From ‘In the Face of History: In Time of War’

4.  Doisneau: Underground Press

Were I to fall in love all over again, it would be
with this low ceiling, with the calm faces
of the two men going about their craft
and with her now twisting towards them
beautiful, defiant and free.

Because we forget how beauty was once itself
and nothing else, how it held its stellar
moment in attic and cellar.

Because that is what beauty is, this compact
with time and the silence of concentration
on one subversive operation,

that requires courage and sacrifice
and never comes without a price.

5.  Sudek: Tree

The visionary moment comes
just as it is raining, just as bombs
are falling, just as atoms

burst like a sneeze in a city park
and enter the dark
as if it were the waiting ark.

You open your hand and blow
the dust. You pick and throw
the stone. You make the round O

of your mouth perfect as light
and the tree bends and stands upright
in the stolid night.

by George Szirtes

© George Szirtes, 2009.

George Szirtes’ latest collection, The Burning of the Books and other poems, from which these two sections are taken, is a collection of narrative sequences by a writer who came to Britain as a child refugee after the Hungarian Uprising of 1956. The two poems above come from a sequence which was commissioned by the Barbican Art Gallery to accompany its exhibition ‘In the Face of History: European Photographers in the 20th Century’. There is more information about the exhibition here, and you can see the photographs which were the inspirations for Szirtes’ two poems here and here.*

George Szirtes was born in Budapest in 1948. He was educated in England, trained as a painter, and has always written in English. In recent years he has worked as a translator of Hungarian literature, and co-edited Bloodaxe’s Hungarian anthology The Colonnade of Teeth. His poetry books published by Bloodaxe include The Budapest File (2000); Reel (2004), which won Szirtes the T.S. Eliot Prize; and New & Collected Poems (2008). The Burning of the Books and other poems (2009), has been shortlisted for the T.S. Eliot Prize 2009. Szirtes lives in Norfolk and teaches at the University of East Anglia. You can read more of the poems from the ‘In the Face of History’ sequence on the Poetry website here, and learn more about the poet here.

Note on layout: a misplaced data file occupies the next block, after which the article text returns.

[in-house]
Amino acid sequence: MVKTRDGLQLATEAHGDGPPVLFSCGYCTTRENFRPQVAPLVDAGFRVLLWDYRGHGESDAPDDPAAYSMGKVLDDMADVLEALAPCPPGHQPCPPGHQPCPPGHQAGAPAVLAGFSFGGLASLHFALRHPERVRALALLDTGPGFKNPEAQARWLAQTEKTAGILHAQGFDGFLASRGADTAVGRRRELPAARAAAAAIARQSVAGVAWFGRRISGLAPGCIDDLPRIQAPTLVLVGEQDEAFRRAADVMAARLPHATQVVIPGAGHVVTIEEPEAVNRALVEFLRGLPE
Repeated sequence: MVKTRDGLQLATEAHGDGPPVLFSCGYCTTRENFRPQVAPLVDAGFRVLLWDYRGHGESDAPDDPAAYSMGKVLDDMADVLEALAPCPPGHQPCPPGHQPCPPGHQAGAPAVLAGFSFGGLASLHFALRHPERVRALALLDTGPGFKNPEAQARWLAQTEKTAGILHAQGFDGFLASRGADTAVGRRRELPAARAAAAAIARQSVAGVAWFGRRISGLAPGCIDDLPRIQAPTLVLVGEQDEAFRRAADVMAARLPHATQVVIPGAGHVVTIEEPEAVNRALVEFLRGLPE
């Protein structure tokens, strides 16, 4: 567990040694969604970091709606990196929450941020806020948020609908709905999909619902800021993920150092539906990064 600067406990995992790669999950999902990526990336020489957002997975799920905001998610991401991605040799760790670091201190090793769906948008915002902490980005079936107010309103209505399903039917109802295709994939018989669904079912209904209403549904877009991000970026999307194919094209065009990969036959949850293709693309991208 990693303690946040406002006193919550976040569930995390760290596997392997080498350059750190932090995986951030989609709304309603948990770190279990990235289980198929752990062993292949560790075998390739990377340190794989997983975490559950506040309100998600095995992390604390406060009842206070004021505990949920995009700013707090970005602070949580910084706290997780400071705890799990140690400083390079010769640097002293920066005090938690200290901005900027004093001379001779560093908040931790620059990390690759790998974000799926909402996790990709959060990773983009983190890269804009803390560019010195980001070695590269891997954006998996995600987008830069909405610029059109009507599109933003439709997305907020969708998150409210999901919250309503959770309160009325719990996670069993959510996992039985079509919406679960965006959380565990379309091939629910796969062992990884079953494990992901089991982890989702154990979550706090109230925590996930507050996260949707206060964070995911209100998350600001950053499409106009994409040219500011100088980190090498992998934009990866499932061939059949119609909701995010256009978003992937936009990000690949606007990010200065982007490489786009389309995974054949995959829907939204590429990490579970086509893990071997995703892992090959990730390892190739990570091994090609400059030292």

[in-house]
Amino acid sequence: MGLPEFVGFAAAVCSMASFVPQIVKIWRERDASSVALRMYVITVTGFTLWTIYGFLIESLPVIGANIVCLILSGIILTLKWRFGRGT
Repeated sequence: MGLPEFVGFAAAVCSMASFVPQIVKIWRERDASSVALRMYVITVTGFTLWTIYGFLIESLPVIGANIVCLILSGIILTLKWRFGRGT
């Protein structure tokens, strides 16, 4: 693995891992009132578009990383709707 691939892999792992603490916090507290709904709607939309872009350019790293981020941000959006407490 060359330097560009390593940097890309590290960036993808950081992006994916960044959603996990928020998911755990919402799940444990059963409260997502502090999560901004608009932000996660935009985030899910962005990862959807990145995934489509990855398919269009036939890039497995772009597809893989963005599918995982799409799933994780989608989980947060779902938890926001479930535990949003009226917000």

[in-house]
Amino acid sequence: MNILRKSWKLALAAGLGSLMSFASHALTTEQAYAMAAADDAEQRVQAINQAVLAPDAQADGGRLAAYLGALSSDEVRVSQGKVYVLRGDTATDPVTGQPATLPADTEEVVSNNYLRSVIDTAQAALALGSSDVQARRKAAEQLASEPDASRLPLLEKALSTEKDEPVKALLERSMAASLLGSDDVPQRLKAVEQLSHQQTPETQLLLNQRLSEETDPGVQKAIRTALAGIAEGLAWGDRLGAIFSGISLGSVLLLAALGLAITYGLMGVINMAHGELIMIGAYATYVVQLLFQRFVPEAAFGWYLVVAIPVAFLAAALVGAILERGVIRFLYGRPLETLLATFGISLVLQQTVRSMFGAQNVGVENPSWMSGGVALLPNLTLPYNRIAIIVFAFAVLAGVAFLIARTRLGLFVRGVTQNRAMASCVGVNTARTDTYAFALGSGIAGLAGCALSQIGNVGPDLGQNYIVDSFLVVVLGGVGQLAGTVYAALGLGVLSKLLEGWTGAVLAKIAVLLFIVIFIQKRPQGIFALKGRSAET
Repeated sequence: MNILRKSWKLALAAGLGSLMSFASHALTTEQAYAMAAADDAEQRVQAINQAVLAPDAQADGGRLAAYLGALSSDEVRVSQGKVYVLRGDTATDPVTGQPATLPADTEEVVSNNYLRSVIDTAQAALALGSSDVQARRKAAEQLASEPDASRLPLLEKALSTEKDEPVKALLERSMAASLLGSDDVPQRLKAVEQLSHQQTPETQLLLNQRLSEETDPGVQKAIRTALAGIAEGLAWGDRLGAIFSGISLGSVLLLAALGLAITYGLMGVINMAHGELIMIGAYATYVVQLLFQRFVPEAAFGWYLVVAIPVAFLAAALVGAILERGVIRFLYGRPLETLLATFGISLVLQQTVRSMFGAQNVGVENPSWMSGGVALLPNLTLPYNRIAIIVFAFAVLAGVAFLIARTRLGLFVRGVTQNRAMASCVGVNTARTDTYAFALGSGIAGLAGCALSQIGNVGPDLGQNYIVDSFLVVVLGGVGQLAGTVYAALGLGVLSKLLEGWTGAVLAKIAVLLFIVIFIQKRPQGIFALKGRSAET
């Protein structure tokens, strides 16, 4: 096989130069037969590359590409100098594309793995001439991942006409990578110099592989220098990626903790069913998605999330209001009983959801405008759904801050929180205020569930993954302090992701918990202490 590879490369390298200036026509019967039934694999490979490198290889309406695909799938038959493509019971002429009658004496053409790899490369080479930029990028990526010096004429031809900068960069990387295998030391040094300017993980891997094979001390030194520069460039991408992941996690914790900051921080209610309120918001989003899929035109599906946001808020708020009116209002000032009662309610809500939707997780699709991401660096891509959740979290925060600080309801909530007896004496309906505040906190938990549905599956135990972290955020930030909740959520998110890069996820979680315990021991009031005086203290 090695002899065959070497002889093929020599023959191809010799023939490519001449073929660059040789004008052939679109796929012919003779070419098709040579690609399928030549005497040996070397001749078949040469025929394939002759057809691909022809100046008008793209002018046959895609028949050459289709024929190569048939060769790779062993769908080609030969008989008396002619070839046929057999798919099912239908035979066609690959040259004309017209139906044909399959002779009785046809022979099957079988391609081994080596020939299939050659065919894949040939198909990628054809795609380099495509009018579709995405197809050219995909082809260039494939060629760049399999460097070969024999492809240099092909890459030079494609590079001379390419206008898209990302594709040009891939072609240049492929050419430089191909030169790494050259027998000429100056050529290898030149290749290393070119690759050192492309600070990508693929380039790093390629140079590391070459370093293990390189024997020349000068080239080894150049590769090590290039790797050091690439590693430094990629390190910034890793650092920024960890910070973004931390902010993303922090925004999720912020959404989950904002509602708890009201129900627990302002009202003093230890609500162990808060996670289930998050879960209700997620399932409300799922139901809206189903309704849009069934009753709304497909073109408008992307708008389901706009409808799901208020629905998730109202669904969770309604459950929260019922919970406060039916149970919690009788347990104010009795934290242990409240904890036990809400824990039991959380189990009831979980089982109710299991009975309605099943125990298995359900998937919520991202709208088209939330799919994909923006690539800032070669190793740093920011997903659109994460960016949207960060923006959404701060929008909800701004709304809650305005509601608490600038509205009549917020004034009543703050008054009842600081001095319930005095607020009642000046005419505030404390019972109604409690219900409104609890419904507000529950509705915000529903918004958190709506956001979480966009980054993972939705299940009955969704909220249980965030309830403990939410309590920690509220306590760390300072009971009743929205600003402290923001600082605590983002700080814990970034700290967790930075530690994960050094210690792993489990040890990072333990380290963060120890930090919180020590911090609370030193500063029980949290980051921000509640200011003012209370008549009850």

Founded in Newcastle in 1978, Bloodaxe Books is one of Britain’s leading independent poetry publishers. Internationally renowned for quality in literature and excellence in book design, its authors and books have won virtually every major literary award given to poetry. Details of all Bloodaxe’s publications, plus sample video and audio clips of poets reading their work, can be found here.

* Sudek took a number of similar photographs of this tree in his garden, and the photograph displayed at this link may not be identical to the one exhibited at the Barbican.

Copyright information: please note that the copyrights of all the poems displayed on the website and sent out on the mailing list are held by the respective authors, translators or estates, and no work should be reproduced without first gaining permission from the individual publishers.